Five Legends of Latin Jazz

Combining the propulsive rhythms and spirited melodies of Latin music with jazz harmonies and improvisation, these musicians helped forge a genre that continues to thrive and expand. Below are short profiles of five of the most important contributors to the development of Latin jazz.

of 05


Portrait of Machito, Jose Mangual, Carlos Vidal(?), and Graciella Grillo, Glen Island Casino, New York, N.Y., ca. July 1947
William P. Gottlieb/Wikimedia Commons/Public Domain

Frank "Machito" Grillo was a singer and maracas player from Cuba who moved to New York after traveling there while on tour with a Cuban ensemble. Soon he began leading his own band, the Afro-Cubans, who performed Cuban songs that were arranged by American jazz composers. The Afro-Cubans became one of the foremost Latin jazz ensembles in history and featured the top jazz artists of all time, including Dexter Gordon and Cannonball Adderley. Machito's large ensemble setting of Latin jazz is upheld by the Machito Orchestra, led by his son Mario, and the Afro-Latin Jazz Orchestra. Read my profile of Machito, one of the fathers of Latin jazz.

Photograph taken by Enrique Cervera in 1992 in my studio in Brooklyn, NY, USA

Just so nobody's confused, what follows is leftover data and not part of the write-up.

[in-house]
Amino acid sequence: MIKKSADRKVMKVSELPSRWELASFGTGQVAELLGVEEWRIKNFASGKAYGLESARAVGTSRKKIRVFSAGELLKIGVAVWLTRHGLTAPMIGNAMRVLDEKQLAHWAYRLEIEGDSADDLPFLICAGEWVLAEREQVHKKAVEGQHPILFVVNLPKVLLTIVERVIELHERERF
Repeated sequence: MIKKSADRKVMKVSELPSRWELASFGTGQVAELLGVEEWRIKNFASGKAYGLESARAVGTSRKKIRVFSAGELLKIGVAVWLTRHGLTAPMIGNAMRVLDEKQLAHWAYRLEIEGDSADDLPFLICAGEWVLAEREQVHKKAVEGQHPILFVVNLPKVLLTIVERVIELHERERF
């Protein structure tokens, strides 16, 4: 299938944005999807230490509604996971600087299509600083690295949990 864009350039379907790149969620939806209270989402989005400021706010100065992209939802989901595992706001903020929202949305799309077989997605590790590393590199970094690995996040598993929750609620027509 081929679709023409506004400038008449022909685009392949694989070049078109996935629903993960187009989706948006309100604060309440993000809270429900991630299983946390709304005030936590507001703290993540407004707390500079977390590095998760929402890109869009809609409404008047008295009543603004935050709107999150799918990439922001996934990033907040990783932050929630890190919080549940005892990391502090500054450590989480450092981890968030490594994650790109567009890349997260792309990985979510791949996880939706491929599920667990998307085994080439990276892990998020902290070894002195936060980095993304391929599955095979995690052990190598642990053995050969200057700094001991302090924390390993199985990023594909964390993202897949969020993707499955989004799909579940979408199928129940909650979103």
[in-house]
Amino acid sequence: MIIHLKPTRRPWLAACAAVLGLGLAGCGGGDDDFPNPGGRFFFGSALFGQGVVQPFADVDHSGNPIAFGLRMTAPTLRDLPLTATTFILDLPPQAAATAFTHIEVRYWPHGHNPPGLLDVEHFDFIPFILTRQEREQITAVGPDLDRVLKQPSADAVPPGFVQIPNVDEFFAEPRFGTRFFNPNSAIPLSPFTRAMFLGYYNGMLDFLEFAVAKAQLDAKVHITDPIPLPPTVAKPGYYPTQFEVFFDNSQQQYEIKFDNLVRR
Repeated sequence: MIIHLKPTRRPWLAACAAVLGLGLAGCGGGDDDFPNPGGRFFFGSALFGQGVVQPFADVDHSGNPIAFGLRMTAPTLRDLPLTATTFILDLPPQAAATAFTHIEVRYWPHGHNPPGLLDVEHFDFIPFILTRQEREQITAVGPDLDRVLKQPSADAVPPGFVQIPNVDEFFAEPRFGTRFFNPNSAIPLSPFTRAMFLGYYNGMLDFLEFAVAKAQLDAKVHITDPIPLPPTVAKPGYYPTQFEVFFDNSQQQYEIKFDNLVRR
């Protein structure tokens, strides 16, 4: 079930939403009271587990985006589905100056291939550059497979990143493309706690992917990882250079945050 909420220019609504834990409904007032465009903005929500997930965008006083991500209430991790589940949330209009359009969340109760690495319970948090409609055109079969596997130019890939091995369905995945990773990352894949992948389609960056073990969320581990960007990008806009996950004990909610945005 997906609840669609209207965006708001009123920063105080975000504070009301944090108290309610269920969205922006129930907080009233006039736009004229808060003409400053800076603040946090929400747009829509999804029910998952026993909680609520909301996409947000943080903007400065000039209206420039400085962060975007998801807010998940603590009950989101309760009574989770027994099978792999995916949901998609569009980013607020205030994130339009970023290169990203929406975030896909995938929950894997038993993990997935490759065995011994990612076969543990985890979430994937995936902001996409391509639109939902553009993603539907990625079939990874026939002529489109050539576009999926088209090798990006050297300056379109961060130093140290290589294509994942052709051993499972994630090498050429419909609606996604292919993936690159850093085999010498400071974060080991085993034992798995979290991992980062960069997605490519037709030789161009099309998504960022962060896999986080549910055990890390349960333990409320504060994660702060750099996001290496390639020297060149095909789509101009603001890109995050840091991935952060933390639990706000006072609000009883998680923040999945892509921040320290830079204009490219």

Enrique Cervera/Wikimedia Commons/Creative Commons 3.0

Mario Bauzá developed his trumpet skills in Cuba and learned the subtleties of jazz in New York City. His collaborations with the great Latin musicians, including his brother-in-law Machito, as well as the top bebop musicians such as Dizzy Gillespie, lit the fuse for an explosion of Latin jazz in the 1940s and 50s. Read my profile of Mario Bauzá. More »

of 05
Timbales used by Tito Puente in the closing ceremonies of the 1996 Olympics
RadioFan/Wikimedia Commons/Creative Commons 3.0

Born in New York City to Puerto Rican parents, Tito Puente aspired to be a dancer until he injured his leg as a boy. Inspired by jazz drummer Gene Krupa, he began to study percussion and soon became the most famous timbales player on the scene. Puente's talent and charisma as a performer allowed his orchestra to become the preeminent Latin jazz group. Read Tito Puente's full profile. More »

of 05

Ray Barretto

Ray Barretto en concert à Deauville (Normandie, France) le 15 juillet 1991.
Roland Godefroy/Wikimedia Commons/GNU Free Documentation License

Ray Barretto learned to play percussion on the head of a banjo while stationed in Germany as a U.S. soldier. It was then that he decided to devote his life to music, and upon returning to New York, he became one of the most sought after conga players. As a bandleader he won the hearts of Latin music and jazz audiences. Read my full profile of Ray Barretto.

of 05

Eddie Palmieri

Eddie Palmieri
Image via Facebook Page

Eddie Palmieri began his music career as a drummer. When he switched to piano, he kept a percussive approach, and incorporated the harmonies of Thelonious Monk. This made his band, which famously included two trombones, one of the most hard-hitting and experimental Latin jazz small groups around. Read the profile of ​Eddie Palmieri.